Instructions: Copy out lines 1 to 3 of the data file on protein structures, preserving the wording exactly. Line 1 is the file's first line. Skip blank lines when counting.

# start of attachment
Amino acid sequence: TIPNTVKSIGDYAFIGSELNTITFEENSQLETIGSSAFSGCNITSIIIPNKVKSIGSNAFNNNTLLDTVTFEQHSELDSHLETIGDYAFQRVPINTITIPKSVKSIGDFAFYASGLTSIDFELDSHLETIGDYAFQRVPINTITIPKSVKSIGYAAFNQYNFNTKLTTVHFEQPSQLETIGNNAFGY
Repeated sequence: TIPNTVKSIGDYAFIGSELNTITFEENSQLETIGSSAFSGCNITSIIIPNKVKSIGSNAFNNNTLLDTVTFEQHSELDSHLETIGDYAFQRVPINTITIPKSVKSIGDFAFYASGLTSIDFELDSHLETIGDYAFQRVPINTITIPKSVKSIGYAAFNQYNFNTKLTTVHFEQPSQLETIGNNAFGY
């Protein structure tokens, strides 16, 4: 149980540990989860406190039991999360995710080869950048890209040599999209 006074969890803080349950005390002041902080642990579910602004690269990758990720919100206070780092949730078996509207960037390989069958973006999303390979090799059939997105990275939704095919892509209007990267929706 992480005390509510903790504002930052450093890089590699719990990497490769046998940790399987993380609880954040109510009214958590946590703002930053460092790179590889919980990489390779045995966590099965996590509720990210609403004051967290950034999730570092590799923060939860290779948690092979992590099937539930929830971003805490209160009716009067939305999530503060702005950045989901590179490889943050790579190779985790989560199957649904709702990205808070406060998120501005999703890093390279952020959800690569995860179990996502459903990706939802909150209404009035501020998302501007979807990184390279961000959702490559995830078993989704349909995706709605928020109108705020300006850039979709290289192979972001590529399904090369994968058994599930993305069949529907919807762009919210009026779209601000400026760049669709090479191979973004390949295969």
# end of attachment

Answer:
Amino acid sequence: TIPNTVKSIGDYAFIGSELNTITFEENSQLETIGSSAFSGCNITSIIIPNKVKSIGSNAFNNNTLLDTVTFEQHSELDSHLETIGDYAFQRVPINTITIPKSVKSIGDFAFYASGLTSIDFELDSHLETIGDYAFQRVPINTITIPKSVKSIGYAAFNQYNFNTKLTTVHFEQPSQLETIGNNAFGY
Repeated sequence: TIPNTVKSIGDYAFIGSELNTITFEENSQLETIGSSAFSGCNITSIIIPNKVKSIGSNAFNNNTLLDTVTFEQHSELDSHLETIGDYAFQRVPINTITIPKSVKSIGDFAFYASGLTSIDFELDSHLETIGDYAFQRVPINTITIPKSVKSIGYAAFNQYNFNTKLTTVHFEQPSQLETIGNNAFGY
């Protein structure tokens, strides 16, 4: 149980540990989860406190039991999360995710080869950048890209040599999209 006074969890803080349950005390002041902080642990579910602004690269990758990720919100206070780092949730078996509207960037390989069958973006999303390979090799059939997105990275939704095919892509209007990267929706 992480005390509510903790504002930052450093890089590699719990990497490769046998940790399987993380609880954040109510009214958590946590703002930053460092790179590889919980990489390779045995966590099965996590509720990210609403004051967290950034999730570092590799923060939860290779948690092979992590099937539930929830971003805490209160009716009067939305999530503060702005950045989901590179490889943050790579190779985790989560199957649904709702990205808070406060998120501005999703890093390279952020959800690569995860179990996502459903990706939802909150209404009035501020998302501007979807990184390279961000959702490559995830078993989704349909995706709605928020109108705020300006850039979709290289192979972001590529399904090369994968058994599930993305069949529907919807762009919210009026779209601000400026760049669709090479191979973004390949295969």